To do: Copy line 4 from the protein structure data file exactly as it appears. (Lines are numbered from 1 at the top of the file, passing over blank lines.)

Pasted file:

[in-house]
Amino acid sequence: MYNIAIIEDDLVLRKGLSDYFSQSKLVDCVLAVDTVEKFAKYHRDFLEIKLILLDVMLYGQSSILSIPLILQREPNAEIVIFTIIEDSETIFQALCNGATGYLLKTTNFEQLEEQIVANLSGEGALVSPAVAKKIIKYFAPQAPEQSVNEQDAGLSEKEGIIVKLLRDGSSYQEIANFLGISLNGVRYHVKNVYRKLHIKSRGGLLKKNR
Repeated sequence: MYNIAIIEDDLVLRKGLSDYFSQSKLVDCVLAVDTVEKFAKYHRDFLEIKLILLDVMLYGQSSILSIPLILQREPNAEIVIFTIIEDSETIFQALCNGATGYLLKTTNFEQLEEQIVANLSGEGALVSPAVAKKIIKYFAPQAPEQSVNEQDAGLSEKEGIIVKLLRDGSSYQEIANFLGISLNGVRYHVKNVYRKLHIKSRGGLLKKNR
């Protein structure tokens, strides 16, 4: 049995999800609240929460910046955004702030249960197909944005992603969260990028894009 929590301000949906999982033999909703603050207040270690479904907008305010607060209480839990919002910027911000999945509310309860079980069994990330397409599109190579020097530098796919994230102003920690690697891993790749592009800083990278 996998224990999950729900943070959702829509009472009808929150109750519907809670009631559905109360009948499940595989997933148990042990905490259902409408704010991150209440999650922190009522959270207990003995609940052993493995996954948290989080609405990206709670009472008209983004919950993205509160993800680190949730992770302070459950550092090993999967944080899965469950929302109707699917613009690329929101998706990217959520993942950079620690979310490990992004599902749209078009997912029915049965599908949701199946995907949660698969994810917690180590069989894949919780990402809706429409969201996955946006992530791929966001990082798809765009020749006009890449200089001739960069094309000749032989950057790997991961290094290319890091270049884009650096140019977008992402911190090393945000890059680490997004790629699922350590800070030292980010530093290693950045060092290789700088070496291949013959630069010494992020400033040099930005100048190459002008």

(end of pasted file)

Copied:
């Protein structure tokens, strides 16, 4: 049995999800609240929460910046955004702030249960197909944005992603969260990028894009 929590301000949906999982033999909703603050207040270690479904907008305010607060209480839990919002910027911000999945509310309860079980069994990330397409599109190579020097530098796919994230102003920690690697891993790749592009800083990278 996998224990999950729900943070959702829509009472009808929150109750519907809670009631559905109360009948499940595989997933148990042990905490259902409408704010991150209440999650922190009522959270207990003995609940052993493995996954948290989080609405990206709670009472008209983004919950993205509160993800680190949730992770302070459950550092090993999967944080899965469950929302109707699917613009690329929101998706990217959520993942950079620690979310490990992004599902749209078009997912029915049965599908949701199946995907949660698969994810917690180590069989894949919780990402809706429409969201996955946006992530791929966001990082798809765009020749006009890449200089001739960069094309000749032989950057790997991961290094290319890091270049884009650096140019977008992402911190090393945000890059680490997004790629699922350590800070030292980010530093290693950045060092290789700088070496291949013959630069010494992020400033040099930005100048190459002008």